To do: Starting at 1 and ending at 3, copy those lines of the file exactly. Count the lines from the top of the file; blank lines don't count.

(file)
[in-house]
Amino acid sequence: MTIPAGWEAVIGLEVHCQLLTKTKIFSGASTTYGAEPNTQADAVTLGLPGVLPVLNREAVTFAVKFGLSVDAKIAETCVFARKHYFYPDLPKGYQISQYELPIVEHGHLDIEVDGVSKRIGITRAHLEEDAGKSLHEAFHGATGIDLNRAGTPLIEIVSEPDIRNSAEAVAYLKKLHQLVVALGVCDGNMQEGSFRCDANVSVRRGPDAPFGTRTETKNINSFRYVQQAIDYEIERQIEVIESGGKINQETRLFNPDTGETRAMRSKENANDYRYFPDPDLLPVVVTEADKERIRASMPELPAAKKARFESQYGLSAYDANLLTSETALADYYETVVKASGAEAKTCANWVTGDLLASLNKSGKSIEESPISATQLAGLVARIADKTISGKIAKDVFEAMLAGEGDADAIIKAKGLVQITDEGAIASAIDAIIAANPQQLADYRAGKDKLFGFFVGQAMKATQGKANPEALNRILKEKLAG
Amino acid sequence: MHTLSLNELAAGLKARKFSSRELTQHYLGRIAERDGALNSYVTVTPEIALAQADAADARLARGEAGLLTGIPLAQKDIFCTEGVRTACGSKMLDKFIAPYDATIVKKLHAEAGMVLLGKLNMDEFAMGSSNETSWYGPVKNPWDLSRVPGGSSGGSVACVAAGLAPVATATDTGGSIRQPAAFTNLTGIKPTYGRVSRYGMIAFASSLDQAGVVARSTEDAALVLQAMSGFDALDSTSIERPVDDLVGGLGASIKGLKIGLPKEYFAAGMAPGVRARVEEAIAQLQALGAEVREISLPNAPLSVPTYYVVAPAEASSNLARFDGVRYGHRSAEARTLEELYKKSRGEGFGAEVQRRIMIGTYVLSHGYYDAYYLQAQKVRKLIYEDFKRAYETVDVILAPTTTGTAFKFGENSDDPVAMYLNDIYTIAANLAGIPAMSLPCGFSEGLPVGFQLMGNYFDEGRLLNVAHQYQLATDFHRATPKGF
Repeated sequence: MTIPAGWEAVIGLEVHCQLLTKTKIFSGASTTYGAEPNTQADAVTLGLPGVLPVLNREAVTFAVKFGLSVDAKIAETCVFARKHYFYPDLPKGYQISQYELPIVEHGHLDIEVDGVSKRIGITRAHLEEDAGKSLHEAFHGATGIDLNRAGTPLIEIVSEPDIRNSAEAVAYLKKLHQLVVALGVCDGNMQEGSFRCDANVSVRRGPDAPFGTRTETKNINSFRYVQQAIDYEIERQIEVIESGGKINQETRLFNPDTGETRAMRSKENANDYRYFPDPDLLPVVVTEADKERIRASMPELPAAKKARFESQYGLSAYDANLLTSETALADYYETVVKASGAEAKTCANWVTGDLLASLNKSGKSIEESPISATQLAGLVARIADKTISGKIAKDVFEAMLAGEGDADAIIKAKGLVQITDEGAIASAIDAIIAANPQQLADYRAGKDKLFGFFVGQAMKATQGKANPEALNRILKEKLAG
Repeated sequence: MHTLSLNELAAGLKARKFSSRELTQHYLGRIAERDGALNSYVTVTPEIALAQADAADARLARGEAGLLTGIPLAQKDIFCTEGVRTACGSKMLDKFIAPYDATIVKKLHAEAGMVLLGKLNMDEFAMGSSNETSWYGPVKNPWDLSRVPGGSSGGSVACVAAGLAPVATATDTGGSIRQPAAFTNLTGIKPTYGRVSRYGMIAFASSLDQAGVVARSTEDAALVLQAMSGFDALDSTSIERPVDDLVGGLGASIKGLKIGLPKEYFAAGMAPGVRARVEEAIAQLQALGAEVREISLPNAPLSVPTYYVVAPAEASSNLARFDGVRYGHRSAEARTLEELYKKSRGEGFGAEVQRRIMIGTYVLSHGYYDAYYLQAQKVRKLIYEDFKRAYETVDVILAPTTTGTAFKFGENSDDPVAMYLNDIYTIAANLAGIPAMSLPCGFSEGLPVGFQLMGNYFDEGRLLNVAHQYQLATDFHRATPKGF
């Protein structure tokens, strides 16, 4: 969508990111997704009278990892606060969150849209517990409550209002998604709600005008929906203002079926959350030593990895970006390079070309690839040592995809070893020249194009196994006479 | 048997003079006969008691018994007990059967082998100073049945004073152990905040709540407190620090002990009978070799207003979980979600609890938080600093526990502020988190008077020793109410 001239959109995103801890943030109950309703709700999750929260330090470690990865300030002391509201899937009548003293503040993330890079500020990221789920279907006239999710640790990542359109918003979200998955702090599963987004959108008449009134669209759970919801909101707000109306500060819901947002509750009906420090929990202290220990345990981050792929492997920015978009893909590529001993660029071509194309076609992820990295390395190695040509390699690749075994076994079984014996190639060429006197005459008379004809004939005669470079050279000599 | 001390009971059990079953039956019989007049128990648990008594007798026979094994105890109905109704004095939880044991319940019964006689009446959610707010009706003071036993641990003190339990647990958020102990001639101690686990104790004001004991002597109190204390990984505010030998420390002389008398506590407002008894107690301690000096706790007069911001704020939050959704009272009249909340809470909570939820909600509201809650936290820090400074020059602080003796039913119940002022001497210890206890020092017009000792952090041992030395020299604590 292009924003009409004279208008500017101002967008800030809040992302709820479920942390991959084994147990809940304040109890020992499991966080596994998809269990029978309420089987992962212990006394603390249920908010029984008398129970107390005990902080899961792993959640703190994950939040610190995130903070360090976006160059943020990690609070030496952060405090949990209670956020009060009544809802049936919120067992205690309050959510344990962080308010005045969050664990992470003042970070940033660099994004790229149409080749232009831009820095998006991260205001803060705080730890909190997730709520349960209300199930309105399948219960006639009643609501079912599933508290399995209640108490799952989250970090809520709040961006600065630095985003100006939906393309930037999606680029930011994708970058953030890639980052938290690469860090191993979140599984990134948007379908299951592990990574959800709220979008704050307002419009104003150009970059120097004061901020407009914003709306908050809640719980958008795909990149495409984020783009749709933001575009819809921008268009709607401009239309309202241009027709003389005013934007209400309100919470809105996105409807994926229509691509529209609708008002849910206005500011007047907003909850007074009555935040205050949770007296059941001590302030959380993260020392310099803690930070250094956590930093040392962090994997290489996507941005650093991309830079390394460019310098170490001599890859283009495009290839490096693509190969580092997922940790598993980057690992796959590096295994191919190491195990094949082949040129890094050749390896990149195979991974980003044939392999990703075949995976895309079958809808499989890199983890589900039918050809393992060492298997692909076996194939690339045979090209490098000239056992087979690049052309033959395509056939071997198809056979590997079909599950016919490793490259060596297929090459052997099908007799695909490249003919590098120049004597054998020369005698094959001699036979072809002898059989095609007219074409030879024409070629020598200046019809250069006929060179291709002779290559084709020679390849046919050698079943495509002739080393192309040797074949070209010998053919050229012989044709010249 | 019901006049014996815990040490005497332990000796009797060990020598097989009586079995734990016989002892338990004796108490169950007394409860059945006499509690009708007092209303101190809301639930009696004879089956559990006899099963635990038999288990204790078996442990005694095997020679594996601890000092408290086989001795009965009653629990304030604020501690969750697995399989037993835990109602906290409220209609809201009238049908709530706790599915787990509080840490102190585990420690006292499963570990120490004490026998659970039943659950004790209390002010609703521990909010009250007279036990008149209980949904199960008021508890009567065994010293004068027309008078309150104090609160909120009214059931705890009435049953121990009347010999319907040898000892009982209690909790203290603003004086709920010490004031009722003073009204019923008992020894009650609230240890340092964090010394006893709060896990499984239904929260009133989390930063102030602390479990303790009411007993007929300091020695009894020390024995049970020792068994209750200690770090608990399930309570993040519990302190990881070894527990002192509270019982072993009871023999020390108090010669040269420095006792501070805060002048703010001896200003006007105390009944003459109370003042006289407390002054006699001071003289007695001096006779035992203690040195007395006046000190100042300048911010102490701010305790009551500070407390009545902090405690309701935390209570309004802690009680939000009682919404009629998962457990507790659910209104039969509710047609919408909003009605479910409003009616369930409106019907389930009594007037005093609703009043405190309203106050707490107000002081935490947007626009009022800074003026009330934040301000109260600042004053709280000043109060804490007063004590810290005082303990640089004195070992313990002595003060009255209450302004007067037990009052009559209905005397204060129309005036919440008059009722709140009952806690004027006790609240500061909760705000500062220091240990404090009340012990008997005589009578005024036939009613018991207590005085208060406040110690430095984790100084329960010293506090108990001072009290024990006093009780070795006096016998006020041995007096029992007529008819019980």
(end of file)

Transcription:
[in-house]
Amino acid sequence: MTIPAGWEAVIGLEVHCQLLTKTKIFSGASTTYGAEPNTQADAVTLGLPGVLPVLNREAVTFAVKFGLSVDAKIAETCVFARKHYFYPDLPKGYQISQYELPIVEHGHLDIEVDGVSKRIGITRAHLEEDAGKSLHEAFHGATGIDLNRAGTPLIEIVSEPDIRNSAEAVAYLKKLHQLVVALGVCDGNMQEGSFRCDANVSVRRGPDAPFGTRTETKNINSFRYVQQAIDYEIERQIEVIESGGKINQETRLFNPDTGETRAMRSKENANDYRYFPDPDLLPVVVTEADKERIRASMPELPAAKKARFESQYGLSAYDANLLTSETALADYYETVVKASGAEAKTCANWVTGDLLASLNKSGKSIEESPISATQLAGLVARIADKTISGKIAKDVFEAMLAGEGDADAIIKAKGLVQITDEGAIASAIDAIIAANPQQLADYRAGKDKLFGFFVGQAMKATQGKANPEALNRILKEKLAG
Amino acid sequence: MHTLSLNELAAGLKARKFSSRELTQHYLGRIAERDGALNSYVTVTPEIALAQADAADARLARGEAGLLTGIPLAQKDIFCTEGVRTACGSKMLDKFIAPYDATIVKKLHAEAGMVLLGKLNMDEFAMGSSNETSWYGPVKNPWDLSRVPGGSSGGSVACVAAGLAPVATATDTGGSIRQPAAFTNLTGIKPTYGRVSRYGMIAFASSLDQAGVVARSTEDAALVLQAMSGFDALDSTSIERPVDDLVGGLGASIKGLKIGLPKEYFAAGMAPGVRARVEEAIAQLQALGAEVREISLPNAPLSVPTYYVVAPAEASSNLARFDGVRYGHRSAEARTLEELYKKSRGEGFGAEVQRRIMIGTYVLSHGYYDAYYLQAQKVRKLIYEDFKRAYETVDVILAPTTTGTAFKFGENSDDPVAMYLNDIYTIAANLAGIPAMSLPCGFSEGLPVGFQLMGNYFDEGRLLNVAHQYQLATDFHRATPKGF